Getting involved in events can help you get an idea and taste of the culture of a new place, and the Isle of Mull is certainly not short of annual events! From music festivals and fiddle rallies to flower shows or Highland games, there is lots to get involved with and plan your trip around. Here are some of the well-known events that happen annually on the Isle of Mull:
The Mull’s Fiddler’s Rally
Fiddlers from all over Scotland and the rest of the UK come to Mull and congregate for an evening of fiddle music. They play together and individually, and it is one of the most popular annual music events on the island. If you like watching fiddlers play, then this is the event for you.
This is a festival which celebrates the best of Scottish music over a full weekend. Expect rock bands, fiddle, accordion, dance and ceilidh bands, and be prepared to immerse yourself in Scottish culture. The event takes place throughout hotels, pubs and bars, and brings people together to celebrate in style. It usually takes place in April, but keep an eye on the website for dates.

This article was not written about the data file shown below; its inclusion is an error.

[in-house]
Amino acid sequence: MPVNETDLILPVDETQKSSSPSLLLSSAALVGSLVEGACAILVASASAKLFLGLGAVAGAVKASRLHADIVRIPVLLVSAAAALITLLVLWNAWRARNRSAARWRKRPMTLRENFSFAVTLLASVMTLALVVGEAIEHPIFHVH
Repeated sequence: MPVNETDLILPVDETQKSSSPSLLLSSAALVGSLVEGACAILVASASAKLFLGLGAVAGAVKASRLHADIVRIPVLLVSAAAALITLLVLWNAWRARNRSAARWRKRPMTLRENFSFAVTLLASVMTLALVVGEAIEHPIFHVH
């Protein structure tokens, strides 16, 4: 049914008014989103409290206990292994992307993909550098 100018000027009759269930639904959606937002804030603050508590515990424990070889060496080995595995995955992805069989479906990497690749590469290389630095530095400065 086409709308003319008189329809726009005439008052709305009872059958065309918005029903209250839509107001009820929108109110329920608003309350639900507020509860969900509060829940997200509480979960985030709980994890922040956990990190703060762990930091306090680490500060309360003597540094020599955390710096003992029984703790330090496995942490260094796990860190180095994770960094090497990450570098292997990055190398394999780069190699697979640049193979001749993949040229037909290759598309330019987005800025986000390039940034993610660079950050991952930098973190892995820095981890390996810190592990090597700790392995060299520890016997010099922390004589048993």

If you are planning a Christmas break to the Isle of Mull then make sure you head to Tobermory for the Tobermory Santa Dash, which takes place on the last Sunday before Christmas each year. Raising money for Marie Curie, hundreds of Santas take part in a charity race and then get together for pies and mulled wine in merriment.
Hosted by the Tobermory Horticultural Society, this is an annual flower show where residents and visitors can come and enjoy everything about seasonal flowers. Relax amongst cut flowers, home-grown fruit and vegetables and flower arrangements, and admire the local talent celebrated with a prize giving. Next year’s event will take place in August 2022.
Where to stay on the Isle of Mull
Where should I stay on the Isle of Mull? Stay in a self-catering cottage on the Isle of Mull and enjoy everything from the doorstep of a cosy cottage. Puffer Cottage is a sweet little cottage set in the village of Aros, sleeping two, providing you with a welcoming base to return to after days out exploring. Keep an eye on our website for great places to stay on the Isle of Mull.
For more options on the Isle of Mull, check out our collection of self-catering cottages.
Disclaimer: Whilst every effort has been made to ensure the accuracy of the information at the time of writing,
please ensure you check carefully before making any decisions based on the contents within this article.